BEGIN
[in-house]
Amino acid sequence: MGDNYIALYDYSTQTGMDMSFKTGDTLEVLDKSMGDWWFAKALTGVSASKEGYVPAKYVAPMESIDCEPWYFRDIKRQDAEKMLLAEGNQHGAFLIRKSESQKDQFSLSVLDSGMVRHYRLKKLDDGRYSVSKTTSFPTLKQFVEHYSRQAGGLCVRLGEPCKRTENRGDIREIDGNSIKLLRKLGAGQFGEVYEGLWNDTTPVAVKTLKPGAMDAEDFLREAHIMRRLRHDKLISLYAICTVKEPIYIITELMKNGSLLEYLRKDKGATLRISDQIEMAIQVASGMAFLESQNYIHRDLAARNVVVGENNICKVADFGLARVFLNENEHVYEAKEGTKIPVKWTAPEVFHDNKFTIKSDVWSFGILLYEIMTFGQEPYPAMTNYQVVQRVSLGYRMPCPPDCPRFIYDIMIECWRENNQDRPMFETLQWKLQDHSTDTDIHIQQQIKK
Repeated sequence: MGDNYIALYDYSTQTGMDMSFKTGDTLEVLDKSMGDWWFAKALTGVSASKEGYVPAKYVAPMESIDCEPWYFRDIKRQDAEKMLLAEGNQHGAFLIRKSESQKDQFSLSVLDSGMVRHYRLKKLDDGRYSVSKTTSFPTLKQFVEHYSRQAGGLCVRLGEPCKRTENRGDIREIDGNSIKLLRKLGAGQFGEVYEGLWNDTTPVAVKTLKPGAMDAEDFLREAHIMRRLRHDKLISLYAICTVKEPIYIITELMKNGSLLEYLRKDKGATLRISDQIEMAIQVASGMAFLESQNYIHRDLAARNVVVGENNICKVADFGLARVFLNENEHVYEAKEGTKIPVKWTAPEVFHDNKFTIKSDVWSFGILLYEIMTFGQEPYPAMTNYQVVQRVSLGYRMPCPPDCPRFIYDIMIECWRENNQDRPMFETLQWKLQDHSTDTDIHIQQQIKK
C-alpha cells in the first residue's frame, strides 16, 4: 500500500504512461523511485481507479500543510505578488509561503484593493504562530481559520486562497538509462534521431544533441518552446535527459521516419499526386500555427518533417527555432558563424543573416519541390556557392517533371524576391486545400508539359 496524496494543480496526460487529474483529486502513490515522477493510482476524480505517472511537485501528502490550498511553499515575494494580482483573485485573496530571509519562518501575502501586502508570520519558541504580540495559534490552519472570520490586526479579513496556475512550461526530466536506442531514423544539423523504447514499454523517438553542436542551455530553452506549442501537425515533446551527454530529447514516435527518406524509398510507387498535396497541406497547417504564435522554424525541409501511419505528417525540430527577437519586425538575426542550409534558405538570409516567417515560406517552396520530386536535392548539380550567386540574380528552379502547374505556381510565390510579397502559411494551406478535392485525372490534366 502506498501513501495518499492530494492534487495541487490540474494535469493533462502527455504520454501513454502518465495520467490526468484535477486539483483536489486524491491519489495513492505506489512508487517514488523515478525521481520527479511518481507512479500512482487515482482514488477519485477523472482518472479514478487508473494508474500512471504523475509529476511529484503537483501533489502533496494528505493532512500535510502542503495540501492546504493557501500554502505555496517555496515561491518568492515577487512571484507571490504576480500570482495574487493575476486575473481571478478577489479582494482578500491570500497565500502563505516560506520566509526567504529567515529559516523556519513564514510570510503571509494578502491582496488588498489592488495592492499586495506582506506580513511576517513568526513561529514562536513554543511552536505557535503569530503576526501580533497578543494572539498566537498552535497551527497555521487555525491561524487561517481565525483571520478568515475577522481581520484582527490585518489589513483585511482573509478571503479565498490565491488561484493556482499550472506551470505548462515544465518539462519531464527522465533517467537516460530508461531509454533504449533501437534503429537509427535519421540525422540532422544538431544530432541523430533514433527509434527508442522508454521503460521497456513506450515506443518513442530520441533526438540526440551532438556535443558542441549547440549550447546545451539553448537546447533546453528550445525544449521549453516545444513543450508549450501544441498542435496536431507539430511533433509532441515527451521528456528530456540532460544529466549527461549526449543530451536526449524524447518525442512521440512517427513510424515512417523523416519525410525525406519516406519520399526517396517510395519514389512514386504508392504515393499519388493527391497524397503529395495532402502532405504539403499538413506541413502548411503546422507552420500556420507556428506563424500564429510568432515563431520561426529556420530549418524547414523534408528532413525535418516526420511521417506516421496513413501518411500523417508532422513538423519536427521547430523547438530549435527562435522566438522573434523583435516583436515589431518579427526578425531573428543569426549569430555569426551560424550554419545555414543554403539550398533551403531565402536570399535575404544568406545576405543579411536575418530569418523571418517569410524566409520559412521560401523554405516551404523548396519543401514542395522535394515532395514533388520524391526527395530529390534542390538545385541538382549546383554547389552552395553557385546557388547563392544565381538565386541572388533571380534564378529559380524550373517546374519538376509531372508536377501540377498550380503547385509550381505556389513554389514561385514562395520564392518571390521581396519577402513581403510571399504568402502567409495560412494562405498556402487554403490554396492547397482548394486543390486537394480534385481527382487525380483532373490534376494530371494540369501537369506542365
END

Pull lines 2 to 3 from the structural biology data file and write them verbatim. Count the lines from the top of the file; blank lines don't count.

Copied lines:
Amino acid sequence: MGDNYIALYDYSTQTGMDMSFKTGDTLEVLDKSMGDWWFAKALTGVSASKEGYVPAKYVAPMESIDCEPWYFRDIKRQDAEKMLLAEGNQHGAFLIRKSESQKDQFSLSVLDSGMVRHYRLKKLDDGRYSVSKTTSFPTLKQFVEHYSRQAGGLCVRLGEPCKRTENRGDIREIDGNSIKLLRKLGAGQFGEVYEGLWNDTTPVAVKTLKPGAMDAEDFLREAHIMRRLRHDKLISLYAICTVKEPIYIITELMKNGSLLEYLRKDKGATLRISDQIEMAIQVASGMAFLESQNYIHRDLAARNVVVGENNICKVADFGLARVFLNENEHVYEAKEGTKIPVKWTAPEVFHDNKFTIKSDVWSFGILLYEIMTFGQEPYPAMTNYQVVQRVSLGYRMPCPPDCPRFIYDIMIECWRENNQDRPMFETLQWKLQDHSTDTDIHIQQQIKK
Repeated sequence: MGDNYIALYDYSTQTGMDMSFKTGDTLEVLDKSMGDWWFAKALTGVSASKEGYVPAKYVAPMESIDCEPWYFRDIKRQDAEKMLLAEGNQHGAFLIRKSESQKDQFSLSVLDSGMVRHYRLKKLDDGRYSVSKTTSFPTLKQFVEHYSRQAGGLCVRLGEPCKRTENRGDIREIDGNSIKLLRKLGAGQFGEVYEGLWNDTTPVAVKTLKPGAMDAEDFLREAHIMRRLRHDKLISLYAICTVKEPIYIITELMKNGSLLEYLRKDKGATLRISDQIEMAIQVASGMAFLESQNYIHRDLAARNVVVGENNICKVADFGLARVFLNENEHVYEAKEGTKIPVKWTAPEVFHDNKFTIKSDVWSFGILLYEIMTFGQEPYPAMTNYQVVQRVSLGYRMPCPPDCPRFIYDIMIECWRENNQDRPMFETLQWKLQDHSTDTDIHIQQQIKK